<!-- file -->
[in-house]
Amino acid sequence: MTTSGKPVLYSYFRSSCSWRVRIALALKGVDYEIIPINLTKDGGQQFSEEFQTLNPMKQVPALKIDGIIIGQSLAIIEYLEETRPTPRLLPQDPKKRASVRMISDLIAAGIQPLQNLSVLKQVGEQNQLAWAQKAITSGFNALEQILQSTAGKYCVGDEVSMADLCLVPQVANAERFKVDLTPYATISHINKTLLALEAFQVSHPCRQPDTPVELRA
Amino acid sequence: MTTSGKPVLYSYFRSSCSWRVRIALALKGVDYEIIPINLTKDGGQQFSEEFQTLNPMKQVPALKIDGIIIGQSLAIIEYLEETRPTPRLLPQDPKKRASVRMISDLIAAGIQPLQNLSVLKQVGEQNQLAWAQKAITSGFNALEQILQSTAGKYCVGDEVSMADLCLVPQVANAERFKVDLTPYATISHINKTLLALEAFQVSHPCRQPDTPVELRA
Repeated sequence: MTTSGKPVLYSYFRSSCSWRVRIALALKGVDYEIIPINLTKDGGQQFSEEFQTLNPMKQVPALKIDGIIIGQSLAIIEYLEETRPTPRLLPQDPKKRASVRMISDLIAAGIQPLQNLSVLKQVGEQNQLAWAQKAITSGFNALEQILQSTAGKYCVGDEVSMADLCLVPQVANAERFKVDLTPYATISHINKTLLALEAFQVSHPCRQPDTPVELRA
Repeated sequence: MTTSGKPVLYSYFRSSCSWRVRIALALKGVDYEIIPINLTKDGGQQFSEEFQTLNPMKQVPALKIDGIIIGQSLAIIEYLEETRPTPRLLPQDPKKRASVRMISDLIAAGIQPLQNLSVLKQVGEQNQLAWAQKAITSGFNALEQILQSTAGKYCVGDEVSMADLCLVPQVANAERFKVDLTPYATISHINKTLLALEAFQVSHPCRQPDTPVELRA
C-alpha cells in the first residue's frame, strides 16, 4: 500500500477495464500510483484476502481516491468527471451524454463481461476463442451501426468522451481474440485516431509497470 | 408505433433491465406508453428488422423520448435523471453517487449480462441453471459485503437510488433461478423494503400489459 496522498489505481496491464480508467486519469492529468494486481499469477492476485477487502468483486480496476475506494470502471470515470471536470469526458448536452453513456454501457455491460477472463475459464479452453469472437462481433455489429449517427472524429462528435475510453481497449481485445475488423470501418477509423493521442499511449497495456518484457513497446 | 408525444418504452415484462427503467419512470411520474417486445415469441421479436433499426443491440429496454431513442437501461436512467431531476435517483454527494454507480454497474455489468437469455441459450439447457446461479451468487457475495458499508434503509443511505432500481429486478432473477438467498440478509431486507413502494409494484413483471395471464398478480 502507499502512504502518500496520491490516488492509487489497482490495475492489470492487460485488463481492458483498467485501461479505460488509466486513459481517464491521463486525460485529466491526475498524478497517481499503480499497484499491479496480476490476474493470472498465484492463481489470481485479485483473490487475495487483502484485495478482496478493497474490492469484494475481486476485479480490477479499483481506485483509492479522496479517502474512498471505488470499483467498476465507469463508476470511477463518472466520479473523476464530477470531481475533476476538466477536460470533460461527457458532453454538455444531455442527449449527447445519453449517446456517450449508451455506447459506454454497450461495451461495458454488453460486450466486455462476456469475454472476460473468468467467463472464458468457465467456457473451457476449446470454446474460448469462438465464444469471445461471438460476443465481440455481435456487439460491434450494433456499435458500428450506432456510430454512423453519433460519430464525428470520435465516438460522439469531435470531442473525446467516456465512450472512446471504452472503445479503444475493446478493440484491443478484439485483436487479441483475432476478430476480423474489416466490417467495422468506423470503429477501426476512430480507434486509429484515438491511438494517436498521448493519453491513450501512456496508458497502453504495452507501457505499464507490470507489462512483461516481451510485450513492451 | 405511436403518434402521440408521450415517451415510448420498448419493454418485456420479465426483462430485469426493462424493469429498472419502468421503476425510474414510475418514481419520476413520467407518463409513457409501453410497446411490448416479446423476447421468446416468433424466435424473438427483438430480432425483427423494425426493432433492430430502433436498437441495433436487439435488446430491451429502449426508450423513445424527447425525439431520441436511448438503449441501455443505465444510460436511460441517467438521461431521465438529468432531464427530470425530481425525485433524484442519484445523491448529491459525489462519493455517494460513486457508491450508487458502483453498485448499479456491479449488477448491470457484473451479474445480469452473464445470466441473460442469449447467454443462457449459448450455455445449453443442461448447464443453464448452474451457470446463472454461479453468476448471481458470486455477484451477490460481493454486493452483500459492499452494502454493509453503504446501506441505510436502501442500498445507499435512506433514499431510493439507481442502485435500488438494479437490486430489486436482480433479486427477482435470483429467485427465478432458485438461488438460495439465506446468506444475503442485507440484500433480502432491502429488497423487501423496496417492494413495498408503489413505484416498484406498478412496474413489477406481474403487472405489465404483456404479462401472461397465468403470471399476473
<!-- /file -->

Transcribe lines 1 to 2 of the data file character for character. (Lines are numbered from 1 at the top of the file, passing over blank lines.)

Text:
[in-house]
Amino acid sequence: MTTSGKPVLYSYFRSSCSWRVRIALALKGVDYEIIPINLTKDGGQQFSEEFQTLNPMKQVPALKIDGIIIGQSLAIIEYLEETRPTPRLLPQDPKKRASVRMISDLIAAGIQPLQNLSVLKQVGEQNQLAWAQKAITSGFNALEQILQSTAGKYCVGDEVSMADLCLVPQVANAERFKVDLTPYATISHINKTLLALEAFQVSHPCRQPDTPVELRA